Abstract: Dimethoxycurcumin (DiMC) is a synthetic analogue of curcumin with superior inter-related pro-oxidant and anti-cancer activity, and metabolic stability. Numerous studies have shown that DiMC reserves the biologically beneficial features, including anti-inflammatory, anti-carcinogenic and cytoprotective properties, almost to the same extent as curcumin exhibits. DiMC lacks the phenolic-OH groups as opposed to curcumin, dimethoxycurcumin, and bis-demethoxycurcumin that all vary in the number of methoxy groups per molecule, and has drawn the attentions of researchers who attempted to discover the structure-activity relationship (SAR) of curcumin. In this regard, tetrahydrocurcumin (THC), the reduced and biologically inert metabolite of curcumin, denotes the significance of the conjugated α,β diketone moiety for the curcumin activity. DiMC exerts unique molecular activities compared to curcumin, including induction of androgen receptor (AR) degradation and suppression of the transcription factor activator protein-1 (AP-1). The enhanced AR degradation on DiMC treatment suggests it as a novel anticancer agent against resistant tumors with androgenic etiology. Further, DiMC might be a potential treatment for acne vulgaris. DiMC induces epigenetic alteration more effectively than curcumin, although both showed no direct DNA hypomethylating activity. Given the metabolic stability, nanoparticulation of DiMC is more promising for in vivo effectiveness. However, studies in this regard are still in its infancy. In the current review, we portray the various molecular and biological functions of DiMC reported so far. Whenever possible, the efficiency is compared with curcumin and the reasons for DiMC being more metabolically stable are elaborated. We also provide future perspective investigations with respect to varying DiMC-nanoparticles. This article is protected by copyright. All rights reserved
      PubDate: 2016-12-20T07:10:43.061371-05:
      DOI: 10.1002/jcp.25749
       
  • Activin-SMAD Signaling Is Required for Maintenance of Porcine iPS Cell
           Self-Renewal through Upregulation of NANOG and OCT4 Expression
    • Authors: Fan Yang; Ning Wang, Yaxian Wang, Tong Yu, Huayan Wang
      Abstract: Porcine induced pluripotent stem cells (piPSCs) retain the enormous potential for farm animal reproduction and translational medicine, and have been reported by many laboratories worldwide. Some piPSC lines were bFGF-dependence and showed mouse EpiSC-like morphology; other lines were LIF-dependence and showed mouse ESC-like morphology. Metastable state of piPSC line that required both LIF and bFGF was also reported. Because bona fide pig embryonic stem cells were not available, uncovering piPSC state-specific regulatory circuitries was the most important task. In this study, we explored the function of Activin-SMAD signaling pathway and its downstream activated target genes in piPSCs. Transcriptome analysis showed that genes involved in Activin-SMAD signaling pathway were evidently activated during porcine somatic cell reprogramming, regardless piPSCs were LIF- or bFGF-dependent. Addition of Activin A and overexpression of SMAD2/3 significantly promoted expressions of porcine NANOG and OCT4, whereas inhibition of Activin-SMAD signaling by SB431542 and SMAD7 reduced NANOG and OCT4 expressions, and induced piPSCs differentiation exiting from pluripotent state. Our data demonstrate that activation of Activin-SMAD signaling pathway by addition of Activin A in culture medium is necessary for maintenance of self-renewal in porcine pluripotent stem cells. This article is protected by copyright. All rights reserved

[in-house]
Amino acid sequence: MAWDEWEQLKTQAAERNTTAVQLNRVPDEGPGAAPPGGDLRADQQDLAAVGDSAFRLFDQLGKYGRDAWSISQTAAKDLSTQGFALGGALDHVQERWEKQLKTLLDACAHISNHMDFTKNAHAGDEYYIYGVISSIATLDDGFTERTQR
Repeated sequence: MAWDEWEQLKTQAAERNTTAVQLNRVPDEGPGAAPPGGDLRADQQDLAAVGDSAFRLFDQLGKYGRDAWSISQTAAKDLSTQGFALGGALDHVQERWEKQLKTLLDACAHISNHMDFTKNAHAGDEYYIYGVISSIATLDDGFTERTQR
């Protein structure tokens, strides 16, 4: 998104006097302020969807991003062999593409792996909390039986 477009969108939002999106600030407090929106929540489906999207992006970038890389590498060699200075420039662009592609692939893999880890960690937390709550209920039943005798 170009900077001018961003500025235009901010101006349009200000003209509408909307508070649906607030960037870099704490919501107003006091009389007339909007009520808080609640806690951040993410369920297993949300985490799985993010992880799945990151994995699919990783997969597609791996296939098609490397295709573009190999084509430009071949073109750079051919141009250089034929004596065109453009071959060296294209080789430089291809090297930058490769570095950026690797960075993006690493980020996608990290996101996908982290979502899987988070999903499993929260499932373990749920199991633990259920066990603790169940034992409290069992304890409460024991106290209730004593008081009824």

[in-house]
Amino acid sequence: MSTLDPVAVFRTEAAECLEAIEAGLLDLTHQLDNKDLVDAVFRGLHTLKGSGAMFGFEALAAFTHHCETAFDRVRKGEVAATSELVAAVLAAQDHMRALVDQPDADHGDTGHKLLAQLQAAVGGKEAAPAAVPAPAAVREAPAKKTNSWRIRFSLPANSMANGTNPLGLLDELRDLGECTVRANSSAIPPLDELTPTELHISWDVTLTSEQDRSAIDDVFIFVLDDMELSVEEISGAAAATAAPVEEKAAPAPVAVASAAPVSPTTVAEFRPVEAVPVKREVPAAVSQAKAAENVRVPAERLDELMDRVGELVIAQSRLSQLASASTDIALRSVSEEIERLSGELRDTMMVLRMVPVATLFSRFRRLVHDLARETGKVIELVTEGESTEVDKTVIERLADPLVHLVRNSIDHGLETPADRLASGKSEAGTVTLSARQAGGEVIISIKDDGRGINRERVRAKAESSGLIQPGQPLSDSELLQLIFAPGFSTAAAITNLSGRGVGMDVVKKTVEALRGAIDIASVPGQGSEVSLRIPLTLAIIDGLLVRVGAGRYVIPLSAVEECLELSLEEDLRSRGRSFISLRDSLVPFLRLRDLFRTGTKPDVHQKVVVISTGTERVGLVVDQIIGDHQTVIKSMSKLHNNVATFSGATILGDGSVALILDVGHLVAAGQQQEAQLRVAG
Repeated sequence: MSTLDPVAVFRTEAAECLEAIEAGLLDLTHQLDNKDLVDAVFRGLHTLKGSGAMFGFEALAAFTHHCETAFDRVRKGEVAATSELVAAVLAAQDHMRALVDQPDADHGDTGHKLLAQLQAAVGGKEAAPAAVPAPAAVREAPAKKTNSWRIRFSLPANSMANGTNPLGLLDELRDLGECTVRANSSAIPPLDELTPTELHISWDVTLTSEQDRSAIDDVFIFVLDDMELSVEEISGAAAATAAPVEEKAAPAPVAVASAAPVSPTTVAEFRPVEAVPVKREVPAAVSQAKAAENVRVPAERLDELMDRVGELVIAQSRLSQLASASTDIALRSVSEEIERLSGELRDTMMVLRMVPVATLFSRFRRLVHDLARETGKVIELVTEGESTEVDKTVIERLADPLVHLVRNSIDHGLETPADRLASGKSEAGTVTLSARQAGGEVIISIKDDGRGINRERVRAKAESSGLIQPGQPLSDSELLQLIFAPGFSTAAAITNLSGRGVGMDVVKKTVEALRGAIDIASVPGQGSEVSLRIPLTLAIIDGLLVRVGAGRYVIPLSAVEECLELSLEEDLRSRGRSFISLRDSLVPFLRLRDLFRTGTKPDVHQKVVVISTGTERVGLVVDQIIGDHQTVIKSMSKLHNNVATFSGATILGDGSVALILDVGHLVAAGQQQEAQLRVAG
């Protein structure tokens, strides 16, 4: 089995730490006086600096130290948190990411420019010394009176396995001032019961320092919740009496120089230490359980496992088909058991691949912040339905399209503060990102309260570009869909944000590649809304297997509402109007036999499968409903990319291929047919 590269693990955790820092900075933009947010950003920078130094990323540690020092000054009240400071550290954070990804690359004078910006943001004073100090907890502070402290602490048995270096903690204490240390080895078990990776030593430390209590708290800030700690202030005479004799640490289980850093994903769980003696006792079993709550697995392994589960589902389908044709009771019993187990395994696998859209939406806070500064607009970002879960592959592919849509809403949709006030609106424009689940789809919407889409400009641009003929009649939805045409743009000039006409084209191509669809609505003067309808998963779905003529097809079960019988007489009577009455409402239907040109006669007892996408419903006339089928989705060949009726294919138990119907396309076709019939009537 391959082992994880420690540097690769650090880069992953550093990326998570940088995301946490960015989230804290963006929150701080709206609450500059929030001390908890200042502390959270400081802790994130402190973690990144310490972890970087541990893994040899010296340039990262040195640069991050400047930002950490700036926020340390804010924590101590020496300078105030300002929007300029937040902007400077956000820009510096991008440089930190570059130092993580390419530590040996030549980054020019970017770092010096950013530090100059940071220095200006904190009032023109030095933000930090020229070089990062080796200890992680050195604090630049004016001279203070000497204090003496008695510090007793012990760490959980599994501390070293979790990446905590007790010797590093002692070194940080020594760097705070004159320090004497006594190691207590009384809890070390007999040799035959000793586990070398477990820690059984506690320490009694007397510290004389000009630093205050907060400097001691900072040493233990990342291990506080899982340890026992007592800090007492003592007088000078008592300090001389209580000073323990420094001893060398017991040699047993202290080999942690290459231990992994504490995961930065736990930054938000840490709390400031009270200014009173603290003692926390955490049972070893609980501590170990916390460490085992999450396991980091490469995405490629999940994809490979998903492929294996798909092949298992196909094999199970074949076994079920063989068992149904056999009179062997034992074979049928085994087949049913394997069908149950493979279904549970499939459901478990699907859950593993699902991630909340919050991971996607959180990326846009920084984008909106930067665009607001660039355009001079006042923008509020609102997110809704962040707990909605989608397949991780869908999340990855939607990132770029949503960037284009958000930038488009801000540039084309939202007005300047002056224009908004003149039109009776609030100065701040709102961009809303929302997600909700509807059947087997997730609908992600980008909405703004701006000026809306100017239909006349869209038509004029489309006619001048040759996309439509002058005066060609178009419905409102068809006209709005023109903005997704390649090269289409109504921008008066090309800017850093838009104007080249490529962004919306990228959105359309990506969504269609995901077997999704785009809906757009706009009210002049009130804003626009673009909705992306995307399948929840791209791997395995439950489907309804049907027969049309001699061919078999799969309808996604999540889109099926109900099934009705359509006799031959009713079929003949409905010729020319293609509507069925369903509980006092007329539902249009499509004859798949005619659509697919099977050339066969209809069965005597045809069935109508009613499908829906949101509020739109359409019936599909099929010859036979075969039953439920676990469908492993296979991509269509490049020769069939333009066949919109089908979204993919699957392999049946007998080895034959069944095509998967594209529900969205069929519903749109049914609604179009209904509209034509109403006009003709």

PubDate: 2016-12-20T07:10:31.452619-05:
      DOI: 10.1002/jcp.25747
       
  • Dlx3 and GCM-1 Functionally Coordinate the Regulation of Placental Growth
           Factor in Human Trophoblast-Derived Cells
    • Authors: Sha Li; Mark S. Roberson
      Abstract: Placental growth factor (PGF) is abundantly expressed by trophoblast cells within human placentae and is important for trophoblast development and placental vascularization. Circulating maternal serum levels of PGF are dynamically upregulated across gestation in normal pregnancies, whereas low circulating levels and placental production of PGF have been implicated in the pathogenesis of preeclampsia and other gestational diseases. However, the underlying molecular mechanism of regulating PGF expression in the human placenta remains poorly understood. In this study, we demonstrated that transcription factors Distal-less 3 (DLX3) and Glial cell missing-1 (GCM1) were both sufficient and required for PGF expression in human trophoblast-derived cells by overexpression and knockdown approaches. Surprisingly, while DLX3 and GCM1 were both positive regulators of PGF, co-overexpression of DLX3 and GCM1 led to an antagonist effect on PGF expression on the endogenous gene and a luciferase reporter. Further, deletion and site-directed mutagenesis studies identified a novel regulatory element on the PGF promoter mediating both DLX3- and GCM1-dependent PGF expression. This regulatory region was also found to be essential for the basal activity of the PGF promoter. Finally, Chromatin-immunoprecipitation (ChIP) assays revealed colocalization of DLX3 and GCM1 at the identified regulatory region on the PGF promoter. Taken together, our studies provide important insights into intrinsic regulation of human placental PGF expression through the functional coordination of DLX3 and GCM1, and are likely to further the understanding of pathogenesis of PGF dysregulation in preeclampsia and other disease conditions. This article is protected by copyright. All rights reserved